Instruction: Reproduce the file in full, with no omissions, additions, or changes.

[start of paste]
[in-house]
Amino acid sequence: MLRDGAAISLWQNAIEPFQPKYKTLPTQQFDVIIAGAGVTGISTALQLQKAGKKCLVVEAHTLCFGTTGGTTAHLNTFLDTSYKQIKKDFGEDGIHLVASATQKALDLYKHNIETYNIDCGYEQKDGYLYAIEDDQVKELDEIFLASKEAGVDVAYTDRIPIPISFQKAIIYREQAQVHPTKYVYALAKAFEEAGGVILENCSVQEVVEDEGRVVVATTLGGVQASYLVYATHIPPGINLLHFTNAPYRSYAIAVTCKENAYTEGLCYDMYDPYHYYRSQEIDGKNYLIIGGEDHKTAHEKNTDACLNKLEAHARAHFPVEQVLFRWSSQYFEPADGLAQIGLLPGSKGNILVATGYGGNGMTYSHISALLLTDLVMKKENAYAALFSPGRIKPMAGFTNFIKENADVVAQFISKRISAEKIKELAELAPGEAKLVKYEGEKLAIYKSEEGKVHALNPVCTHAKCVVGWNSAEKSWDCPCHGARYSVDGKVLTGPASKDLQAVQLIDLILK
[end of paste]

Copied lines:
[in-house]
Amino acid sequence: MLRDGAAISLWQNAIEPFQPKYKTLPTQQFDVIIAGAGVTGISTALQLQKAGKKCLVVEAHTLCFGTTGGTTAHLNTFLDTSYKQIKKDFGEDGIHLVASATQKALDLYKHNIETYNIDCGYEQKDGYLYAIEDDQVKELDEIFLASKEAGVDVAYTDRIPIPISFQKAIIYREQAQVHPTKYVYALAKAFEEAGGVILENCSVQEVVEDEGRVVVATTLGGVQASYLVYATHIPPGINLLHFTNAPYRSYAIAVTCKENAYTEGLCYDMYDPYHYYRSQEIDGKNYLIIGGEDHKTAHEKNTDACLNKLEAHARAHFPVEQVLFRWSSQYFEPADGLAQIGLLPGSKGNILVATGYGGNGMTYSHISALLLTDLVMKKENAYAALFSPGRIKPMAGFTNFIKENADVVAQFISKRISAEKIKELAELAPGEAKLVKYEGEKLAIYKSEEGKVHALNPVCTHAKCVVGWNSAEKSWDCPCHGARYSVDGKVLTGPASKDLQAVQLIDLILK